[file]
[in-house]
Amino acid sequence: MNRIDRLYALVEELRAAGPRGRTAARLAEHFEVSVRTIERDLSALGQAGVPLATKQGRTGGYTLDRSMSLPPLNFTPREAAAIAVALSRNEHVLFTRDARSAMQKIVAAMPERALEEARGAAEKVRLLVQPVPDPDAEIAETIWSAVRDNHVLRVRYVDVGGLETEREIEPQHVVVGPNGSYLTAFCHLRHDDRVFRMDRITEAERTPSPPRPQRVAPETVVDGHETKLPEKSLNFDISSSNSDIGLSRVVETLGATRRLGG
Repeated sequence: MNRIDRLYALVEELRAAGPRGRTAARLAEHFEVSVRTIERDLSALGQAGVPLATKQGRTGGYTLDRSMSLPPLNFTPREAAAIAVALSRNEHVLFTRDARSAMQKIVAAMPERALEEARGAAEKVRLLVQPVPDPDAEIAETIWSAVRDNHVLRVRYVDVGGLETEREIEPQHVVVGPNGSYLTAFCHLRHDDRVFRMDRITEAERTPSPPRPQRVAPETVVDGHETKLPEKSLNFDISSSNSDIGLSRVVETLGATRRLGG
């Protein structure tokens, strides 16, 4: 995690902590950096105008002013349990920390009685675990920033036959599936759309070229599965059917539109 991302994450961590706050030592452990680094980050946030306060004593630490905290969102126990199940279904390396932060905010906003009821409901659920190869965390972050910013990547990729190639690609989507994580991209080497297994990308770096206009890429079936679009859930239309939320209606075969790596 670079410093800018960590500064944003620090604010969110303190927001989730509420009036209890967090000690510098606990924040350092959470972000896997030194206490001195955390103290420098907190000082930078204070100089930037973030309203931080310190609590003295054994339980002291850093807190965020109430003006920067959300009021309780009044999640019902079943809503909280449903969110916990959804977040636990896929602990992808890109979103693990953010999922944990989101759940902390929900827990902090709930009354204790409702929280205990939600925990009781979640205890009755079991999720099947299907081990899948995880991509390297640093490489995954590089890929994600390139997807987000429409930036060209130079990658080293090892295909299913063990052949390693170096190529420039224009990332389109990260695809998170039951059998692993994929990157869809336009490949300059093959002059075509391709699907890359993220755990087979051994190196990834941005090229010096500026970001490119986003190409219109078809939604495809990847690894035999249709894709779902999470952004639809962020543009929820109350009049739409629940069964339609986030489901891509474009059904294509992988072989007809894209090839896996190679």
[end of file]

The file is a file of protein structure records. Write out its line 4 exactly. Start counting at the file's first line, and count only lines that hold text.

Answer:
């Protein structure tokens, strides 16, 4: 995690902590950096105008002013349990920390009685675990920033036959599936759309070229599965059917539109 991302994450961590706050030592452990680094980050946030306060004593630490905290969102126990199940279904390396932060905010906003009821409901659920190869965390972050910013990547990729190639690609989507994580991209080497297994990308770096206009890429079936679009859930239309939320209606075969790596 670079410093800018960590500064944003620090604010969110303190927001989730509420009036209890967090000690510098606990924040350092959470972000896997030194206490001195955390103290420098907190000082930078204070100089930037973030309203931080310190609590003295054994339980002291850093807190965020109430003006920067959300009021309780009044999640019902079943809503909280449903969110916990959804977040636990896929602990992808890109979103693990953010999922944990989101759940902390929900827990902090709930009354204790409702929280205990939600925990009781979640205890009755079991999720099947299907081990899948995880991509390297640093490489995954590089890929994600390139997807987000429409930036060209130079990658080293090892295909299913063990052949390693170096190529420039224009990332389109990260695809998170039951059998692993994929990157869809336009490949300059093959002059075509391709699907890359993220755990087979051994190196990834941005090229010096500026970001490119986003190409219109078809939604495809990847690894035999249709894709779902999470952004639809962020543009929820109350009049739409629940069964339609986030489901891509474009059904294509992988072989007809894209090839896996190679």